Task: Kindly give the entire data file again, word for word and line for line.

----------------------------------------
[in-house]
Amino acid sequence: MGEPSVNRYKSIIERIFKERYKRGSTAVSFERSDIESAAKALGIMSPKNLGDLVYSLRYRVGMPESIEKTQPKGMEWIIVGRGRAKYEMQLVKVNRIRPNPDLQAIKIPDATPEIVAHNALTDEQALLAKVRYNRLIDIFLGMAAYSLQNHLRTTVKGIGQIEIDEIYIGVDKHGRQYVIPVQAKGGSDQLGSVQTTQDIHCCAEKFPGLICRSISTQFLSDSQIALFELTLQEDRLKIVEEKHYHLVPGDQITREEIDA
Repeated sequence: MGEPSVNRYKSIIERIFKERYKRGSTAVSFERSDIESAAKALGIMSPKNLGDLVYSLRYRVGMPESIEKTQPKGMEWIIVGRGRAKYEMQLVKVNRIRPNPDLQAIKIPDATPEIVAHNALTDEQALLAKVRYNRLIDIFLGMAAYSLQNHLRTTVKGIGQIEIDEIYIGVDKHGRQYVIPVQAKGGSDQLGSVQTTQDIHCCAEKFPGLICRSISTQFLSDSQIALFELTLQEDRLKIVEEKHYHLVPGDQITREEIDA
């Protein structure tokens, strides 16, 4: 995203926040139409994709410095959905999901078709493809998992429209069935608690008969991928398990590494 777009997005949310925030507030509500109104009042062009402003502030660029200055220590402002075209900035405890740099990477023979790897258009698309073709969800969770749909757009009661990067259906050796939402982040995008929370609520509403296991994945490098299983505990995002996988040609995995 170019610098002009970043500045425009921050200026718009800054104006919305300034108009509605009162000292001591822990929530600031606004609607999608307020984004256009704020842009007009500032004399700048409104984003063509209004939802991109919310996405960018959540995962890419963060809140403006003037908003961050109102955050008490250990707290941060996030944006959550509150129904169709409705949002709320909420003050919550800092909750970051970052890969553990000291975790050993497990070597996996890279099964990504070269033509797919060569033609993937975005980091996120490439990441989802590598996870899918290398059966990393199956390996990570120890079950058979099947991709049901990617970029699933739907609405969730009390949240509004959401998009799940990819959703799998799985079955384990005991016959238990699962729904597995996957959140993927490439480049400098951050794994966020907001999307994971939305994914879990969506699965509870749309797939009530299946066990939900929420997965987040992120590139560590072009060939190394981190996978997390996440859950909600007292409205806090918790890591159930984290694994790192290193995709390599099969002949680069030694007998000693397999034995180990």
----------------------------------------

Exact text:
[in-house]
Amino acid sequence: MGEPSVNRYKSIIERIFKERYKRGSTAVSFERSDIESAAKALGIMSPKNLGDLVYSLRYRVGMPESIEKTQPKGMEWIIVGRGRAKYEMQLVKVNRIRPNPDLQAIKIPDATPEIVAHNALTDEQALLAKVRYNRLIDIFLGMAAYSLQNHLRTTVKGIGQIEIDEIYIGVDKHGRQYVIPVQAKGGSDQLGSVQTTQDIHCCAEKFPGLICRSISTQFLSDSQIALFELTLQEDRLKIVEEKHYHLVPGDQITREEIDA
Repeated sequence: MGEPSVNRYKSIIERIFKERYKRGSTAVSFERSDIESAAKALGIMSPKNLGDLVYSLRYRVGMPESIEKTQPKGMEWIIVGRGRAKYEMQLVKVNRIRPNPDLQAIKIPDATPEIVAHNALTDEQALLAKVRYNRLIDIFLGMAAYSLQNHLRTTVKGIGQIEIDEIYIGVDKHGRQYVIPVQAKGGSDQLGSVQTTQDIHCCAEKFPGLICRSISTQFLSDSQIALFELTLQEDRLKIVEEKHYHLVPGDQITREEIDA
């Protein structure tokens, strides 16, 4: 995203926040139409994709410095959905999901078709493809998992429209069935608690008969991928398990590494 777009997005949310925030507030509500109104009042062009402003502030660029200055220590402002075209900035405890740099990477023979790897258009698309073709969800969770749909757009009661990067259906050796939402982040995008929370609520509403296991994945490098299983505990995002996988040609995995 170019610098002009970043500045425009921050200026718009800054104006919305300034108009509605009162000292001591822990929530600031606004609607999608307020984004256009704020842009007009500032004399700048409104984003063509209004939802991109919310996405960018959540995962890419963060809140403006003037908003961050109102955050008490250990707290941060996030944006959550509150129904169709409705949002709320909420003050919550800092909750970051970052890969553990000291975790050993497990070597996996890279099964990504070269033509797919060569033609993937975005980091996120490439990441989802590598996870899918290398059966990393199956390996990570120890079950058979099947991709049901990617970029699933739907609405969730009390949240509004959401998009799940990819959703799998799985079955384990005991016959238990699962729904597995996957959140993927490439480049400098951050794994966020907001999307994971939305994914879990969506699965509870749309797939009530299946066990939900929420997965987040992120590139560590072009060939190394981190996978997390996440859950909600007292409205806090918790890591159930984290694994790192290193995709390599099969002949680069030694007998000693397999034995180990």